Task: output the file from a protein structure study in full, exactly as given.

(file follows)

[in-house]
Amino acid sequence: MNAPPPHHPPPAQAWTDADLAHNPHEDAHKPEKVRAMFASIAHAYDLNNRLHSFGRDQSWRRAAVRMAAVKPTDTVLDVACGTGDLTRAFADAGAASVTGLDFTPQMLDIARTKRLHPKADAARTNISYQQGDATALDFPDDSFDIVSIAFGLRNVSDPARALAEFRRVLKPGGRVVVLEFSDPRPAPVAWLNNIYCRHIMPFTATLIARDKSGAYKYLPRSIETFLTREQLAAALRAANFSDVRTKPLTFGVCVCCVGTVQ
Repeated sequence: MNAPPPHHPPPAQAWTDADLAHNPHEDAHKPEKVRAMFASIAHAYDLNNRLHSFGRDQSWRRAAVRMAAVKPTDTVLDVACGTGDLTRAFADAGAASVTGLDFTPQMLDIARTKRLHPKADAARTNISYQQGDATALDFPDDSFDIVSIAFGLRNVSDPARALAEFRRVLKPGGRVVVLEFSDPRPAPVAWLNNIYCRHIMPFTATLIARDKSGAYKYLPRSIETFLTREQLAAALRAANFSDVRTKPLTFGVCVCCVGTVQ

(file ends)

[in-house]
Amino acid sequence: MNAPPPHHPPPAQAWTDADLAHNPHEDAHKPEKVRAMFASIAHAYDLNNRLHSFGRDQSWRRAAVRMAAVKPTDTVLDVACGTGDLTRAFADAGAASVTGLDFTPQMLDIARTKRLHPKADAARTNISYQQGDATALDFPDDSFDIVSIAFGLRNVSDPARALAEFRRVLKPGGRVVVLEFSDPRPAPVAWLNNIYCRHIMPFTATLIARDKSGAYKYLPRSIETFLTREQLAAALRAANFSDVRTKPLTFGVCVCCVGTVQ
Repeated sequence: MNAPPPHHPPPAQAWTDADLAHNPHEDAHKPEKVRAMFASIAHAYDLNNRLHSFGRDQSWRRAAVRMAAVKPTDTVLDVACGTGDLTRAFADAGAASVTGLDFTPQMLDIARTKRLHPKADAARTNISYQQGDATALDFPDDSFDIVSIAFGLRNVSDPARALAEFRRVLKPGGRVVVLEFSDPRPAPVAWLNNIYCRHIMPFTATLIARDKSGAYKYLPRSIETFLTREQLAAALRAANFSDVRTKPLTFGVCVCCVGTVQ